Difficulties and Happiness Depends on Attitude
After driving about 2 hours from Seoul down the Chuncheon IC, around the Hakgok Intersection you will find a buckwheat noodles and spicy stir-fried chicken restaurant with a large parking space. This place is famous in Chuncheon for its charcoal spicy stir-fried chicken, iron plate stir-fried chicken and buckwheat noodles. Inside there’s a restaurant where you can try the charcoal spicy stir-fried chicken, and on the left is a restaurant for iron plate stir-fried chicken.
Once you go in the restaurant, a staff member wearing an apron will warmly greet you. She skillfully sets the table with side dishes and shares the ordered menu with the kitchen staff. While she waits to serve the food, she prepares other tables’ cutleries and straightens the chairs and tables. Her expertise and skills testify to the popularity of the restaurant. The frenzy of serving guests during the busy lunch time has passed and the restaurant feels a bit calmer.
Ms. Yang Yu-kyeong looks like she’s been working here for over 10 years, when in fact she’s only been here for 2. I was curious to know what brought her to work at this place.
She came to South Korea in 2010 and first settled in Ulsan. She didn’t have to worry about where to sleep and eat thanks to the rental apartment that the government provided for her, but she had to face the mountainous obstacle that was employment. After considering different options, she started attending the nursing aide academy. She studied hard, planning to work at a hospital after getting her certificate, when she suffered an unfortunate event.
Early during her settlement, she would sometimes feel abdominal pain which she merely took pills for and didn’t think much of. But one day, the pain was so severe that she had to call an ambulance and be transported to the hospital. There were three holes in her stomach with inflammation, for which she had to get surgery. She had to give up on her studies and get stomach surgery, and 5 months later, she had to get uterine fibroid surgery as well.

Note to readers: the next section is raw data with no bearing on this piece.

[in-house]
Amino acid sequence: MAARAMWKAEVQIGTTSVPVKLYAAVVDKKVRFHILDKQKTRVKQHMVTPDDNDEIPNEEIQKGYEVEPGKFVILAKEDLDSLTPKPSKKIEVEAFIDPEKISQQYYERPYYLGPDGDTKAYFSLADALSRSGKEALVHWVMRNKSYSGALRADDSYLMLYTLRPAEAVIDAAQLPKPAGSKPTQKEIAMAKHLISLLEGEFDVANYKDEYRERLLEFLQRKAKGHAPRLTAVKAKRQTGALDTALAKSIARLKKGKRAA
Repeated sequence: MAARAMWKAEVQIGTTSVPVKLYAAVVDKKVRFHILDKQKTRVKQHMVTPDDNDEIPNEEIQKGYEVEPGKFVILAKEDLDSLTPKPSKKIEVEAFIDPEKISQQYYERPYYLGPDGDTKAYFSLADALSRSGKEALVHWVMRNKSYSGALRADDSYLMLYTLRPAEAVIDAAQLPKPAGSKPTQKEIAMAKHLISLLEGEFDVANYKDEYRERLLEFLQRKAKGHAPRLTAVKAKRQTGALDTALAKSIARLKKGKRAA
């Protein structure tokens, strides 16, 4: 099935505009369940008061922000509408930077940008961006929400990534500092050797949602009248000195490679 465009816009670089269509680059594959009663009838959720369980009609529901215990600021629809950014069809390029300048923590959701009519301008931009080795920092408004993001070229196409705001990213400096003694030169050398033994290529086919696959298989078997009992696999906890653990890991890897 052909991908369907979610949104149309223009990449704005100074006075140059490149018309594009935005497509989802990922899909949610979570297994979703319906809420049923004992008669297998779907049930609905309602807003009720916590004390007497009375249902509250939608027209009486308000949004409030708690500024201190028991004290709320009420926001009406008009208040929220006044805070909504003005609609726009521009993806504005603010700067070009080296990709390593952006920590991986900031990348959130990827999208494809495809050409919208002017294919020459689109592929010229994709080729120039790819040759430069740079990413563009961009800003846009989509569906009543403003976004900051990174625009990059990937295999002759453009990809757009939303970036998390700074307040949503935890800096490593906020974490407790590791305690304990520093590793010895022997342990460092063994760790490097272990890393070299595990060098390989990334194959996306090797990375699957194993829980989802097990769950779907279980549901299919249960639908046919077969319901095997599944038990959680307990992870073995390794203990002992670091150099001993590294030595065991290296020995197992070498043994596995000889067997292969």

A Pet, A Pet Store, and More Difficulties
“Others were busy getting certificates and finding jobs during their settlement times, but I had to stay home because of my health, which brought on depression and a loss in motivation for life. I thought things needed to change so I adopted a dog. Thanks to the cute dog, my loneliness disappeared and my health improved, and I moved to Yangju in Gyeonggi Province.”
She moved because she wanted to live in a place with good air and nature with her dog. While caring for her dog, she developed an interest in pet supplies and pet grooming, which led to her working at a nearby pet store for almost two years. She learned about selling pet supplies, the skills of pet grooming, how to operate a pet business, and ended up starting her own small pet store in Yangju.
She got her pet supplies and food from a wholesaler. “At first I was scared, but it wasn’t as hard as I thought it’d be. But as time went by, I found myself getting more and more tired.” Pet stores can’t survive just by selling pet supplies but can be maintained by also providing pet grooming services. Concerned about labor costs, she operated the whole thing herself. For pet grooming you have to be able to deal with different kinds of dogs, and also be prepared for unexpected things to happen.
“One day I was grooming a dog when it suddenly moved and the end of a sharp scissor blade cut into its side. Blood came out and it really took me by surprise. There were no vets nearby so I had to take it all the way to Chuncheon for treatment. Thankfully we weren’t too late and its life wasn’t in danger, but I was too traumatized and scared to pick up grooming scissors again.”
Kindness Makes the Client’s Day